Despite the recent easing, inflation has consistently remained above the midpoint of the central bank’s target range of 3-6% since May 2021. Consequently, the bank has maintained the benchmark interest rate at 8.25% for nearly a year, aiming to anchor inflation expectations.

While some traders speculate on potential interest rate hikes, forward-rate agreements indicate a low likelihood of such a move at the upcoming monetary policy committee meeting.

The yield on 10-year bonds also saw a marginal decline following the release of the inflation data.

March’s inflation decline was mainly attributed to lower prices in miscellaneous goods and services, education, health, and housing and utilities.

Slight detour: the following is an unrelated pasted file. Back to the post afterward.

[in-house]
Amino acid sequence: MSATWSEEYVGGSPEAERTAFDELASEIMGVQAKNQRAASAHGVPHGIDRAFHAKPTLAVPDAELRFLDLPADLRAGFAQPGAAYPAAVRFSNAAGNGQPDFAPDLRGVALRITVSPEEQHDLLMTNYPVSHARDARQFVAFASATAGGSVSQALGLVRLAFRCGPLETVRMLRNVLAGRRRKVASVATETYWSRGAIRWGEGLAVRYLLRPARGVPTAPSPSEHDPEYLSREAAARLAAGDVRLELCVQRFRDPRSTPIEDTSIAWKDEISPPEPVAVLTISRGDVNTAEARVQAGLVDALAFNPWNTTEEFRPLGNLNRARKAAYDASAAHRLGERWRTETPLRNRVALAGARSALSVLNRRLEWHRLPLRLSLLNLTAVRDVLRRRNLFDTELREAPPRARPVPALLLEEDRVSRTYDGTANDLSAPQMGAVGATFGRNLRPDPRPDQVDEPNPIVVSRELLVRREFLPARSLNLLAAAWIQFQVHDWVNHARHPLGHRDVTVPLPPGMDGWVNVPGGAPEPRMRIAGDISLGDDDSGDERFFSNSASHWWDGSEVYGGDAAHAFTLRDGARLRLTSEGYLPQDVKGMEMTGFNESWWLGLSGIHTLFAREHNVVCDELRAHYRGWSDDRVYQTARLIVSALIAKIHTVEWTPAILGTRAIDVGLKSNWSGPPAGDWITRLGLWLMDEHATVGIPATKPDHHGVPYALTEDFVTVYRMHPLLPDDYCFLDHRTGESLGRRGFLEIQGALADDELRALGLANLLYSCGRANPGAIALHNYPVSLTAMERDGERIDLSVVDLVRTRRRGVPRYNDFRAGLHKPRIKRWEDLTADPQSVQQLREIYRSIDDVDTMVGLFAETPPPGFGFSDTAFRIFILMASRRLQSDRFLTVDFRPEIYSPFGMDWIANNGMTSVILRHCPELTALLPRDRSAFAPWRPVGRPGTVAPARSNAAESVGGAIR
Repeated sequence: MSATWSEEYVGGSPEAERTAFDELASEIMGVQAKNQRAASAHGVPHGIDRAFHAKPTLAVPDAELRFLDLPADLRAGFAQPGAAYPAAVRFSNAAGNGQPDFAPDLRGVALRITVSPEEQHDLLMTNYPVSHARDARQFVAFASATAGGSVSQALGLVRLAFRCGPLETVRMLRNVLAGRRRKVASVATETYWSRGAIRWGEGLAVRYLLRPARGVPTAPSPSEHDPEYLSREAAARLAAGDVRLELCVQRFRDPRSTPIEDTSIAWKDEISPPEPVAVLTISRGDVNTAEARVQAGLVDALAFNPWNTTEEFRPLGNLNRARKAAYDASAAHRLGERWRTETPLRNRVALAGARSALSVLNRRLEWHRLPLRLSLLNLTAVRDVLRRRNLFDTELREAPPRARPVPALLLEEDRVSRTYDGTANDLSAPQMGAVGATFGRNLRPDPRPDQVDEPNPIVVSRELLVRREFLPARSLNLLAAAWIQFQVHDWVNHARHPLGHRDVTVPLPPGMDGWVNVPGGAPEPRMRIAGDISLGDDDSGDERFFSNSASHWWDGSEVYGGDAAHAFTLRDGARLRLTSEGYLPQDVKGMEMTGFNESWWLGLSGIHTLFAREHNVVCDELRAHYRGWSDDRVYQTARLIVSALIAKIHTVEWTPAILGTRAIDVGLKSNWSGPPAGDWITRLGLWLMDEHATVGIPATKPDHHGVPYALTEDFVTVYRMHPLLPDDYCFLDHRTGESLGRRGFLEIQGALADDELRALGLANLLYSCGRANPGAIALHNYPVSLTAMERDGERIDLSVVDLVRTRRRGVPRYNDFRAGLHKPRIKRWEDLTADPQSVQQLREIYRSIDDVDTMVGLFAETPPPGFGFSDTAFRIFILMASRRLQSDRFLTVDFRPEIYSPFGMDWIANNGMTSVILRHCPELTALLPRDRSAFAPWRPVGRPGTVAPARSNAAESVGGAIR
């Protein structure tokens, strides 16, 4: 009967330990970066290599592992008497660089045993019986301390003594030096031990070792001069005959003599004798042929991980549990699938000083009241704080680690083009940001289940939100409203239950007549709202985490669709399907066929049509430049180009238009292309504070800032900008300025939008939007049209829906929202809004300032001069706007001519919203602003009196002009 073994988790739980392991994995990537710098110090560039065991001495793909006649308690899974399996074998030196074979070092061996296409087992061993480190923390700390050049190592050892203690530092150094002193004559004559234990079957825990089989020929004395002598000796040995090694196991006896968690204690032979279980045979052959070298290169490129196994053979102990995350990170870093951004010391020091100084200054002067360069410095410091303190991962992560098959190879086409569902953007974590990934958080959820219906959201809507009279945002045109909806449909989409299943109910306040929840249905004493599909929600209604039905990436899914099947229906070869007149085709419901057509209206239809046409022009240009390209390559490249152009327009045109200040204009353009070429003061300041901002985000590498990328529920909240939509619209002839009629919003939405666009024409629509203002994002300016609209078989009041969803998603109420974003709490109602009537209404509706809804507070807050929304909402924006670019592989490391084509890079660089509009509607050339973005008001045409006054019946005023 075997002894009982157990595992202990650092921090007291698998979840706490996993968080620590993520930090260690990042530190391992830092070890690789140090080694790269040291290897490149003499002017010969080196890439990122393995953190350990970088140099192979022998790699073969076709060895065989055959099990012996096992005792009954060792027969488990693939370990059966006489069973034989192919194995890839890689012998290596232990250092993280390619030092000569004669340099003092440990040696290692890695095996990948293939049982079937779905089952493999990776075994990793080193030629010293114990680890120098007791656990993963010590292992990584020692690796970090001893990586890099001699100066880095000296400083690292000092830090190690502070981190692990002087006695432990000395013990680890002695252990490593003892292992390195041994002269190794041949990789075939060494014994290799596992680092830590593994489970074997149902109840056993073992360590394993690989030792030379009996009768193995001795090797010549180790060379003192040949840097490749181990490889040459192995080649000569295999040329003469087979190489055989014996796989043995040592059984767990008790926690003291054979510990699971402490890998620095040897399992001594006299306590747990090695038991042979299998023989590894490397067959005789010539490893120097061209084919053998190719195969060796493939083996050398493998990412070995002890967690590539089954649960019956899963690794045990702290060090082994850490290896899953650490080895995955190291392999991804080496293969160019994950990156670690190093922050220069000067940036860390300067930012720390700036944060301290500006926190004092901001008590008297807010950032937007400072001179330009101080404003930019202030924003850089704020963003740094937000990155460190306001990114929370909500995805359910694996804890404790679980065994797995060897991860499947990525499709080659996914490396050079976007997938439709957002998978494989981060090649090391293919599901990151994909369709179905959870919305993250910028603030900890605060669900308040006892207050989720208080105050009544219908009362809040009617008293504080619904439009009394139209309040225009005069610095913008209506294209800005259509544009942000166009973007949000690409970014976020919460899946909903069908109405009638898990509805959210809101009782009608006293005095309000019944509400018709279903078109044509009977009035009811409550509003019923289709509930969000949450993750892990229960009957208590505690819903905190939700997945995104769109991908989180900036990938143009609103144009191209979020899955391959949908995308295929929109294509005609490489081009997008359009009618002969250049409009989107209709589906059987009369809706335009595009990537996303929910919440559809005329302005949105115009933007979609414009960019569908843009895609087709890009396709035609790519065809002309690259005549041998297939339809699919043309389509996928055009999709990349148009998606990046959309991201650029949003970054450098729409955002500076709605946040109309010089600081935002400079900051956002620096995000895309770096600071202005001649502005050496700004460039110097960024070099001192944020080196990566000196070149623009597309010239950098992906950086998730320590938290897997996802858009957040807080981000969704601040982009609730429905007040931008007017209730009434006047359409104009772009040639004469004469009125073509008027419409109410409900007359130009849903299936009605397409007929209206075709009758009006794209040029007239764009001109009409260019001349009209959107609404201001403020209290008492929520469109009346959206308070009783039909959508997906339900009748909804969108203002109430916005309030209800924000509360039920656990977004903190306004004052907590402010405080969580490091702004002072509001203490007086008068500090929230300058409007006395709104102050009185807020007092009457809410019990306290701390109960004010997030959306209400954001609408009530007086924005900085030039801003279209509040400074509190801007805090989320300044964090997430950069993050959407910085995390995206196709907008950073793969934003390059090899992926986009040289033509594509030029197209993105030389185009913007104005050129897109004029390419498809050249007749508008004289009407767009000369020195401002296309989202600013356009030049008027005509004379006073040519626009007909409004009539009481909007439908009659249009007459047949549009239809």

However, core inflation, which excludes volatile food and energy costs, remained relatively steady at 4.9%.

Overall, South Africa’s inflation trajectory underscores the delicate balance between economic recovery and inflation containment amid ongoing global uncertainties.